While carrier-centred forces are the Indian Navy’s aspiration, at present the fleet is heavily dominated by surface combatants. India currently has nine destroyers in service and appears to be aiming for a total force of ten. The destroyers’ main tasks will be to provide long-range air defence capabilities to defend aircraft carriers and other task forces. Eight of India’s nine in-service destroyers have been in service for at least a decade with the average service of 25 years. To ameliorate this situation, India has commissioned the first of three Kolkata-class destroyers. The remaining two ships should be in service by the end of 2016 to replace some of the aging Rajput-class destroyers. The Kolkata-class ships constitute India’s most modern warship to be indigenously produced. Nevertheless, many of the Kolkata-class’ critical systems are imported, including its propulsion, air search/engagement radar, and its air-defence missiles. A further four derivates of the Kolkata-class, the Visakhapatnam-class, are planned to be commissioned by 2025, replacing the last remaining Rajput-class vessel that will be 37-year old. By 2025, based on currently announced procurement plans, the Indian Navy should have a fleet of ten destroyers in service.
To supplement its destroyer fleet, India has a 15-ship strong frigate fleet. While frigates are generally less capable than destroyers, India’s frigate fleet is of much more recent development, with an average age of 12 years. Of these fifteen, only three have been commissioned for more than 15 years. As such, they tend to have more sophisticated sensors and armaments. The work-horse of the Indian frigate fleet are the six Russian-built Talwar-class frigates commissioned between 2003 and 2013. India has also built an indigenous class of frigates, the Shivalik-class. That said, many of the Talwar-class’ systems, including propulsion, air search radar and armament are imported. Though three Shivalik-class vessels have been built and the class deemed a success, they each spent almost seven years pier-side being fitted before being commissioned. Nevertheless, no less than seven new P-17A frigates are being built, an evolution of the Shivalik-class. Based on publicly known procurement plans, the Indian Navy should eventually have a fleet of approximately 16 frigates.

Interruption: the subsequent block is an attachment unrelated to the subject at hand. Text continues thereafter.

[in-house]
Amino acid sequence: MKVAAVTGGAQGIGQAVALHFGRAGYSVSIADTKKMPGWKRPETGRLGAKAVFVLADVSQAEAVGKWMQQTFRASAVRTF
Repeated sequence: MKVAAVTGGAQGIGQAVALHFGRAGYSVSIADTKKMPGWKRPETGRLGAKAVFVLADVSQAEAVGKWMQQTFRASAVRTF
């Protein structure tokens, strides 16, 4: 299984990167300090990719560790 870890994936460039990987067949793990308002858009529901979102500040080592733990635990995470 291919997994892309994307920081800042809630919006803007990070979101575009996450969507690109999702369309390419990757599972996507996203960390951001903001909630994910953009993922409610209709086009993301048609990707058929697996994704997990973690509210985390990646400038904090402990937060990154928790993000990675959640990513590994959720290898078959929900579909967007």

In addition to multirole warships, India has a substantial fleet of relatively small corvettes and missile boats dedicated to anti-ship warfare. Of note are India’s most recent additions to its navy, the Karmota-class anti-submarine warfare ship. These light frigate-sized single-purpose ships, though vulnerable to enemy air and surface combatants, can greatly improve India’s anti-submarine capabilities. Currently one ship is in service, three ships are under construction and a further eight are planned. Though India has a coast guard, the Indian Navy has prudently invested in its own patrol vessels in the form of the Saryu-class vessels. These light frigate-sized ships are minimally armed, leaving them only suitable for enforcing India’s maritime rights, engaging in anti-piracy operations and patrolling India’s maritime borders. Four Saryu-class vessels are in service with a further five ships planned. The Saryu-class frees up India’s more capable multi-role warships for other tasks, therefore becoming a force multiplier to the Indian Navy.
India’s ongoing naval modernization program does not match the pace or scope of China’s remarkable naval modernization New Delhi is developing capabilities tailored to attaining sea control in the Indian Ocean. Whether India meets this goal depends not only on India’s own resource commitments and priorities but also the efforts of India’s rivals and neighbours. Nevertheless, the Indian Navy is showing progress in modernizing its surface combatant force.